Globalisation is still in play
So while there may be a sense that shippers are diversifying supply chains, it will probably not be the immediate process some of the more urgent voices suggest. This is backed up by the most recent DHL Globalisation Index. ‘The latest numbers may surprise some readers,’ it states. ‘They clearly show that international flows have been remarkably robust in the face of today’s headwinds, strongly refuting the notion that globalisation is on the retreat.’
It is, of course, hard to get an accurate gauge because there are other factors at play too. Inflation has dented consumer confidence in many territories, and both wholesale and retail inventory levels still remain high. In the US, they are 15 and 20 per cent up against 2019 respectively, and it’s only later this year that they might start to clear. ‘As long as these inventory levels stay high, it’s going to depress demand for imports,’ says Clague.
Linked to that, there are different types of consumers and different types of goods. Vietnam does not yet have the capacity for top-tier, high-end consumer products in significant quantity, and there is some evidence that US inventories remain overstocked with less premium goods.
‘The changing nature of demand during the pandemic was for goods that are mostly not produced domestically in the US, so retailers had to import more,’ adds Clague. ‘And importing requires obviously longer lead times. If you misjudged demand then you’re left with accumulating inventories.’
How is consumer sentiment for 2023?
But what is the current consumer demand for goods, either premium or second-tier? The University of Michigan Surveys of Consumers points to a decline in sentiment in the US, particularly from lower-income, less-educated and younger consumers in its latest report in March.
There’s also the report from the Federal Reserve in February, that credit card debt levels have hit the highest they’ve ever been in the US. If it were to emerge that this debt is fuelled by people at the lower end of the income scale, and who are accumulating debt as pandemic relief packages recede, then there would be a clear cause for concern. ‘I think there are definitely reasons to be cautious about inventories and credit fuelled consumption,’ says Clague.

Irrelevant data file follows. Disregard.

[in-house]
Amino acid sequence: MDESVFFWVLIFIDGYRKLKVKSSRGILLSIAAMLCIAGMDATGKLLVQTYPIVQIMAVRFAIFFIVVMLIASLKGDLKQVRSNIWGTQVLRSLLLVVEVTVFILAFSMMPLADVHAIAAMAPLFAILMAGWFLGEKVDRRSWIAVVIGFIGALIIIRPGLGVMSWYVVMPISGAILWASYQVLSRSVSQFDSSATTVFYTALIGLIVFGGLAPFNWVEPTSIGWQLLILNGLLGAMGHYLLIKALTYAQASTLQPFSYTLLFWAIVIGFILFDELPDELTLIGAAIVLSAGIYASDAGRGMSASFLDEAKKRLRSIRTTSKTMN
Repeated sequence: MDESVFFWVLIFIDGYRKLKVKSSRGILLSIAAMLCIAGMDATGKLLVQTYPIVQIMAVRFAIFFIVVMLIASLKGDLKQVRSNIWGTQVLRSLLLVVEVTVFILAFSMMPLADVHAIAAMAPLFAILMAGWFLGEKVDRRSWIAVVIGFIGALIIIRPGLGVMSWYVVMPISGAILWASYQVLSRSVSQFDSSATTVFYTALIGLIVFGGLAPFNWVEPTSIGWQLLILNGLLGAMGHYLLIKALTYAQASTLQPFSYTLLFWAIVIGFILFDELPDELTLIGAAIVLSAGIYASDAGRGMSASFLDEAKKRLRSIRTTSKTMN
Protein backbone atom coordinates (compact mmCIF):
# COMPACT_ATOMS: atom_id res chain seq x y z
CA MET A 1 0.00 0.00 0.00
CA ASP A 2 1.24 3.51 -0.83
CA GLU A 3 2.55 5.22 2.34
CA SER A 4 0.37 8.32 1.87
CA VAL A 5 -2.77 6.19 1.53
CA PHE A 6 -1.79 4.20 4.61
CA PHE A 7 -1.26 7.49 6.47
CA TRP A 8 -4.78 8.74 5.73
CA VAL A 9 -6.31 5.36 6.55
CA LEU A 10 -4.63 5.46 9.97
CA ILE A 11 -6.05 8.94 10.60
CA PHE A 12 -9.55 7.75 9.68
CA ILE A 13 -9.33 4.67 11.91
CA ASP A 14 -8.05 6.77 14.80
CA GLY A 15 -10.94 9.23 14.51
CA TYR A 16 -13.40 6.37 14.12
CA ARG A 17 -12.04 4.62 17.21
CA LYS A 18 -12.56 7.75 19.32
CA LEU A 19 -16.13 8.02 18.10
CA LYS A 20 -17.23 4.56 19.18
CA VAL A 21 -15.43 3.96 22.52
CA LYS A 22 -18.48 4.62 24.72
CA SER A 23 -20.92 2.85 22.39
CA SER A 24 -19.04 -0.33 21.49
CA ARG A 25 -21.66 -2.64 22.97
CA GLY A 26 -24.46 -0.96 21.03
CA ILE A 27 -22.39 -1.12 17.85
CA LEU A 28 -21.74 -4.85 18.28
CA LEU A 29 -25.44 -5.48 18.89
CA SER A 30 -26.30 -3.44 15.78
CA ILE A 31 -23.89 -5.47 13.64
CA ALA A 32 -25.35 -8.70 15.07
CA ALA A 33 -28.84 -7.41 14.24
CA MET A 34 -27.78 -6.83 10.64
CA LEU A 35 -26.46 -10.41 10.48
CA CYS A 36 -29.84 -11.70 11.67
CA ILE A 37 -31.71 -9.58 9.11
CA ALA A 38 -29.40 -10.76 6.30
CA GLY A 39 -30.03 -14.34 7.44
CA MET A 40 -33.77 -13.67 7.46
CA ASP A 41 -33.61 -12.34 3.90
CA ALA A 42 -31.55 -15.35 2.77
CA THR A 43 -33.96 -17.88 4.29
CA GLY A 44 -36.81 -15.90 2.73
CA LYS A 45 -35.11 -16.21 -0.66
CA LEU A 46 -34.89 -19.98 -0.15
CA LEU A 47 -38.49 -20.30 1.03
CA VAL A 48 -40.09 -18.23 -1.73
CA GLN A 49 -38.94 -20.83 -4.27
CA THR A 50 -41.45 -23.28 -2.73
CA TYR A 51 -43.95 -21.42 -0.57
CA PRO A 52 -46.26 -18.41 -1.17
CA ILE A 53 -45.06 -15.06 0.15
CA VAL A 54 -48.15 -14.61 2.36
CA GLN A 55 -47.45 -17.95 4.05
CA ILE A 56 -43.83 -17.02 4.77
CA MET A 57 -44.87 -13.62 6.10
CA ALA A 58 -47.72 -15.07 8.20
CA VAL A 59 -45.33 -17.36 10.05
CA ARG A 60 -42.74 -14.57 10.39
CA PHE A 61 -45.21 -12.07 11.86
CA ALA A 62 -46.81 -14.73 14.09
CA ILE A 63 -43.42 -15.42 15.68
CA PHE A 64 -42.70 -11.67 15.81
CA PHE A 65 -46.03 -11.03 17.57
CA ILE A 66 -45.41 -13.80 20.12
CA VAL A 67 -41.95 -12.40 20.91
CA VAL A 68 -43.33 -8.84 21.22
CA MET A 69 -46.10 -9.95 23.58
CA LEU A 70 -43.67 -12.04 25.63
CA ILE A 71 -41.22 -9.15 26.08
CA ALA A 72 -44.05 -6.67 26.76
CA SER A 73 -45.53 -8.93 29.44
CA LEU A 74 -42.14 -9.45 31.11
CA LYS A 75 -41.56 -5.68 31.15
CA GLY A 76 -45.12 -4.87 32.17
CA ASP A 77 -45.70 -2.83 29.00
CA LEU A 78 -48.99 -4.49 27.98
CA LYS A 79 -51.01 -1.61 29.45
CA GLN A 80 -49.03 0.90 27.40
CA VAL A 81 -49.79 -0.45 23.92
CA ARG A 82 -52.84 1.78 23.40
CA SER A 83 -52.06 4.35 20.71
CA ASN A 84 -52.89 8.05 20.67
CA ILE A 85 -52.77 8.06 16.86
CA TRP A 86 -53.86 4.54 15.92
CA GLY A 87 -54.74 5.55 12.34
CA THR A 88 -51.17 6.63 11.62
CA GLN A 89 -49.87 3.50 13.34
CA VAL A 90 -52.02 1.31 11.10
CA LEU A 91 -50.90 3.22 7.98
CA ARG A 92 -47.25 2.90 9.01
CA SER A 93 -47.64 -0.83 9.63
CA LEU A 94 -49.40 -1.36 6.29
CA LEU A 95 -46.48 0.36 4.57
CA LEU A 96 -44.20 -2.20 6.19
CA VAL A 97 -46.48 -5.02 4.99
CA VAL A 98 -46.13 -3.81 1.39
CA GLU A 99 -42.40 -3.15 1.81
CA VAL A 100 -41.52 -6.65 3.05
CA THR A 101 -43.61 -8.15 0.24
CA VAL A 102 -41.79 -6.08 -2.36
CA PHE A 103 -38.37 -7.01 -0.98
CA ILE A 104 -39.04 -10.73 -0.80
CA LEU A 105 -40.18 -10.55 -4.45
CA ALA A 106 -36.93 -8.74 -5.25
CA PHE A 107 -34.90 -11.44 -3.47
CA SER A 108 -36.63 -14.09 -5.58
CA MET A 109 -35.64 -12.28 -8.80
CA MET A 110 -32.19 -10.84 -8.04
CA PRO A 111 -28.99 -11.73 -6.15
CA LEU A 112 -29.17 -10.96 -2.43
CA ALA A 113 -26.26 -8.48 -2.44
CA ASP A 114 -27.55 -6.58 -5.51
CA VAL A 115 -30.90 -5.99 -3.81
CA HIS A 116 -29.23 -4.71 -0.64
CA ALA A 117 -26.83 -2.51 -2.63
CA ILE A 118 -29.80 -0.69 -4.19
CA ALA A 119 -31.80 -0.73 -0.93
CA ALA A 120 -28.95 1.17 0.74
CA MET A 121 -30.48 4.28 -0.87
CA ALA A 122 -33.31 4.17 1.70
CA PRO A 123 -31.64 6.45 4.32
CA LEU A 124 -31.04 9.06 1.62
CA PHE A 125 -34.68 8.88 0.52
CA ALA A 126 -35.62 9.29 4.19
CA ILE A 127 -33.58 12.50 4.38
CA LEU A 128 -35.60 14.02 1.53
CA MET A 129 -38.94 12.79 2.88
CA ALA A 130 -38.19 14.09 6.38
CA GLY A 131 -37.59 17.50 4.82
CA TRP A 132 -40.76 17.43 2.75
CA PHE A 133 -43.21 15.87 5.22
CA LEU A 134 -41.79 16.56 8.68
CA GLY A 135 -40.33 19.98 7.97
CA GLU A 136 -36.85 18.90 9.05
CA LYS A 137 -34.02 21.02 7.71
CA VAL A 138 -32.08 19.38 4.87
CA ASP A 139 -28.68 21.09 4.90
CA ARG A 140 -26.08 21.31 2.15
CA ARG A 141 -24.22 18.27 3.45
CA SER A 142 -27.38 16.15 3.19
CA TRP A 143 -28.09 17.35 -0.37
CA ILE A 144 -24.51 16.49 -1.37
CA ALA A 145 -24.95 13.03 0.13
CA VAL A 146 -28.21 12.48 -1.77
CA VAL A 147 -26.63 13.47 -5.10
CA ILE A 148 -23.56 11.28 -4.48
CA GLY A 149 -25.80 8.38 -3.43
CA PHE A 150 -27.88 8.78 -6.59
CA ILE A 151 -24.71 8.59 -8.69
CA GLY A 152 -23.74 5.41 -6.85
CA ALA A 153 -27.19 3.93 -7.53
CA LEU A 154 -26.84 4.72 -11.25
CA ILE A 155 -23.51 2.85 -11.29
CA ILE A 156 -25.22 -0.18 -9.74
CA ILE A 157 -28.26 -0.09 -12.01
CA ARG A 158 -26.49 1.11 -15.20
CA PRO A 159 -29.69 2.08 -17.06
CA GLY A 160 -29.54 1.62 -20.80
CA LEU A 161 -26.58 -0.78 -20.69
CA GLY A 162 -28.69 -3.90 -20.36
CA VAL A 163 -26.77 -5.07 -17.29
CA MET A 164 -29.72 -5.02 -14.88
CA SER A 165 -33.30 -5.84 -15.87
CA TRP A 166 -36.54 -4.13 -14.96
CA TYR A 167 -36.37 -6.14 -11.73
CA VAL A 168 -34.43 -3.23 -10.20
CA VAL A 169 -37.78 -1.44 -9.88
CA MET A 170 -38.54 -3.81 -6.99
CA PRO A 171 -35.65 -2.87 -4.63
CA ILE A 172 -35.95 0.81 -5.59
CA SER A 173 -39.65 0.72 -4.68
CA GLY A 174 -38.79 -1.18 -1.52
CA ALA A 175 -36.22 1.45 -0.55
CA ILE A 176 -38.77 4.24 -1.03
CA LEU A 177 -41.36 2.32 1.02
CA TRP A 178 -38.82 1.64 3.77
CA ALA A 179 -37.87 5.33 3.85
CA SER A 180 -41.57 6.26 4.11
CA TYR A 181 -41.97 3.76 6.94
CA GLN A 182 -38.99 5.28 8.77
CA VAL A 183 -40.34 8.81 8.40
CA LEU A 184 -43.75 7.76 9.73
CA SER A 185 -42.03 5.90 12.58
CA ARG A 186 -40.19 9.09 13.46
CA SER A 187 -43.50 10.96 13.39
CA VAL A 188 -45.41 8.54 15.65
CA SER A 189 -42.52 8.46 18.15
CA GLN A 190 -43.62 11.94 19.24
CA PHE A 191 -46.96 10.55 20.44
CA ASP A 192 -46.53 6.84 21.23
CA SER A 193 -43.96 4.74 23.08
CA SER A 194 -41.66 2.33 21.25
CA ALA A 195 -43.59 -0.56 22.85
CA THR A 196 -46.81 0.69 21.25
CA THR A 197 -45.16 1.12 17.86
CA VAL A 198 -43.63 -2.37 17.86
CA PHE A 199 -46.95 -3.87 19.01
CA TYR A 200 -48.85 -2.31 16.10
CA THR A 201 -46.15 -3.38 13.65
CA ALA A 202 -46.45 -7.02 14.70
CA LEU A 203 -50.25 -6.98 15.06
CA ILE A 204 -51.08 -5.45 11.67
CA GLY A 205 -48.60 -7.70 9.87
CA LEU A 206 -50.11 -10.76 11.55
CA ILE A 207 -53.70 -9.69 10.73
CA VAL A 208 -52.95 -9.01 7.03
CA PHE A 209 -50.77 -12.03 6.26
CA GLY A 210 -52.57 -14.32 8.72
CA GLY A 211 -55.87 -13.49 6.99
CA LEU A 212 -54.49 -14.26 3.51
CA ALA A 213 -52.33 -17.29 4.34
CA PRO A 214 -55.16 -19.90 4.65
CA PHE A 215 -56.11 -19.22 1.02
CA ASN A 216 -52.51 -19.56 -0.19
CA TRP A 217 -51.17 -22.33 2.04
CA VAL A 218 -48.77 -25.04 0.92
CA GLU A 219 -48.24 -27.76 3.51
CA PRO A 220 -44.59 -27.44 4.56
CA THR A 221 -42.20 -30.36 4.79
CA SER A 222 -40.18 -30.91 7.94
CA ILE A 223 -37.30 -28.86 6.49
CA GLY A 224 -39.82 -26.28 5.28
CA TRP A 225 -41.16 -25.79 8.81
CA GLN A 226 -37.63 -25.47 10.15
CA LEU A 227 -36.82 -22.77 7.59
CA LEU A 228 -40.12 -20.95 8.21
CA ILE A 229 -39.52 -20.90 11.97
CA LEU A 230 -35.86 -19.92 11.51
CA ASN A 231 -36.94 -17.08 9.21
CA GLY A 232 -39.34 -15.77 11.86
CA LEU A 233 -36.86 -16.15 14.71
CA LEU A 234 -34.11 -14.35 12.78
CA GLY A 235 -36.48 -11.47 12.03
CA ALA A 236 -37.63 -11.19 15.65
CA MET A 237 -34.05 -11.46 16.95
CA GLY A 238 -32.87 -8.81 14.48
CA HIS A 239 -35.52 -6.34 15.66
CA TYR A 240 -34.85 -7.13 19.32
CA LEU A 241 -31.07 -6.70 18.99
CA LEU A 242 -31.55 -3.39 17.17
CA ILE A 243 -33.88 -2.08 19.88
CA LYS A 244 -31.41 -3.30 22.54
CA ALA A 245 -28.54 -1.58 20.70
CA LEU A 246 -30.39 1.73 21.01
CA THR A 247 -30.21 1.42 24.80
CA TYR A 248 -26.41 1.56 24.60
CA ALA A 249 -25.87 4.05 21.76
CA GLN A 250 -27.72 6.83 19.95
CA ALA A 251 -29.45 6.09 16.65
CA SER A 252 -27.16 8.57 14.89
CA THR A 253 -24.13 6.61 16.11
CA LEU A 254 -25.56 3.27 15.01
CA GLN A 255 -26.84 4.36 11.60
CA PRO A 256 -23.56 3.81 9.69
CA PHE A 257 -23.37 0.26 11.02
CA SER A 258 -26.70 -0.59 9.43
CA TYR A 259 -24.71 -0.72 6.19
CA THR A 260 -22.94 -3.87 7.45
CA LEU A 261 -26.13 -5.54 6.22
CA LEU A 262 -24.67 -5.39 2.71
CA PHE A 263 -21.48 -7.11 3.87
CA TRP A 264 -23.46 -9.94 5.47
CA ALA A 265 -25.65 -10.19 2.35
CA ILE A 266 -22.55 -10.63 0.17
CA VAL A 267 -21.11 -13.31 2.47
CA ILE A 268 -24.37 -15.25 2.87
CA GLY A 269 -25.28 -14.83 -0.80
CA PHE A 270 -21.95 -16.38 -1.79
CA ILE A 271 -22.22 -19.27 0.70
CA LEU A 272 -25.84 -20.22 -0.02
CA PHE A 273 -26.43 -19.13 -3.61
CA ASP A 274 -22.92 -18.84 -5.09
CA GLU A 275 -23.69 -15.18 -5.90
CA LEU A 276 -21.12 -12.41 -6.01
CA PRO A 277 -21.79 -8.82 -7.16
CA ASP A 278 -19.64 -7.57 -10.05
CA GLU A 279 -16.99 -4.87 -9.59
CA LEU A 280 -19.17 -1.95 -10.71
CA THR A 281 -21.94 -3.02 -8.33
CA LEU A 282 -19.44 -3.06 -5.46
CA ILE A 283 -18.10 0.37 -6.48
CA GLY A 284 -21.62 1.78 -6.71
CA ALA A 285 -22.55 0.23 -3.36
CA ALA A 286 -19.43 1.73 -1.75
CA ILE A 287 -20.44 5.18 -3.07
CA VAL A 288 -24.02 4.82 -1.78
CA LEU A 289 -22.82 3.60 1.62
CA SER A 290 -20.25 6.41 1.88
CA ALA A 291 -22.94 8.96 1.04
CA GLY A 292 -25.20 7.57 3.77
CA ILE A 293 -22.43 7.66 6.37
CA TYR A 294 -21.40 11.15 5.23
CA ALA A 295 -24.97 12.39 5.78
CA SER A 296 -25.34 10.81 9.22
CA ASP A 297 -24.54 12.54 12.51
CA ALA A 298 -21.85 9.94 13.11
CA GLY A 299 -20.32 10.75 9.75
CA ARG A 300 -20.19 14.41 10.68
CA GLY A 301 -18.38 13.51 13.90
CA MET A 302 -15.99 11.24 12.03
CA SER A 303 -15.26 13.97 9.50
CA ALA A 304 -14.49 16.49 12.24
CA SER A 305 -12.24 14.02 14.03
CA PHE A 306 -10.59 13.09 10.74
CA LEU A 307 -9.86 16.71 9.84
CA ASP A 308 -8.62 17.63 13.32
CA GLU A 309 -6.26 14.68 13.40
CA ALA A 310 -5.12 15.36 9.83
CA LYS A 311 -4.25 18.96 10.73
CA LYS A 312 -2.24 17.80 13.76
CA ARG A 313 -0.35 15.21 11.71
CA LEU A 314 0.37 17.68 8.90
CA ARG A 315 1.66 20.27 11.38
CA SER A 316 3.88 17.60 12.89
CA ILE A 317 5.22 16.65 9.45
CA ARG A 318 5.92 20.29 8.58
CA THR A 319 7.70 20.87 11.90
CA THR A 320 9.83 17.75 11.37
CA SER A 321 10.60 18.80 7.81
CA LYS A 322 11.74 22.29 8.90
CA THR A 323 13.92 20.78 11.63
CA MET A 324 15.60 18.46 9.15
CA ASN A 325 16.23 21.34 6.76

But he also points to a pretty robust forecast from the World Trade Organisation for this year for trade growth. ‘And the OECD (Organisation for Economic Co-operation and Development) just revised up its global forecasts for economic growth this month,’ he adds. ‘There are all these conflicting signals and noise, and it’s hard to pinpoint the single signal.’
Chinese Mainland retains its status
There is one constant, though. The Chinese Mainland’s economy, even under pandemic strictures, has maintained its number one status. The Hong Kong Trade and Development Council (HKTDC) reported that the Chinese Mainland’s imports and exports were up 7.7 per cent in 2022, and the median expected growth for 2023 is five per cent, increasing in following years.
This is good news for Cathay Cargo, and its location at the centre of the Greater Bay Area, with a new connection by sea from the Dongguan Logistics Park. The GBA is an important export hub and a region with a large and more affluent demographic that should also fuel imports.‘While we recognise that much that growth will be driven by internal domestic consumption, it still remains a fantastic base for quality manufacturing,’ says Cathay’s Edmunds. ‘This doesn’t mean that we don’t think that Vietnam has great potential too, but there is still a long way to go for some of these “China+1” destinations.’
Either way, and if the ‘+1’ supply chain reconfiguration does move ahead with more vigour than is currently apparent, Cathay Cargo is in a strong position. ‘While we remain confident about the Chinese Mainland’s future, we’re incredibly well positioned to take advantage of however these flows play out,’ says Edmunds. ‘We can use the strengths of Hong Kong as a hub, and our Merge in Transit initiative, to allow people to bring cargo in from multiple origins across Southeast Asia and China and India, and consolidate in Hong Kong before shipping it on to its final destination.’
It’s positive news from the region as we await the green shoots and for inventory levels to fall.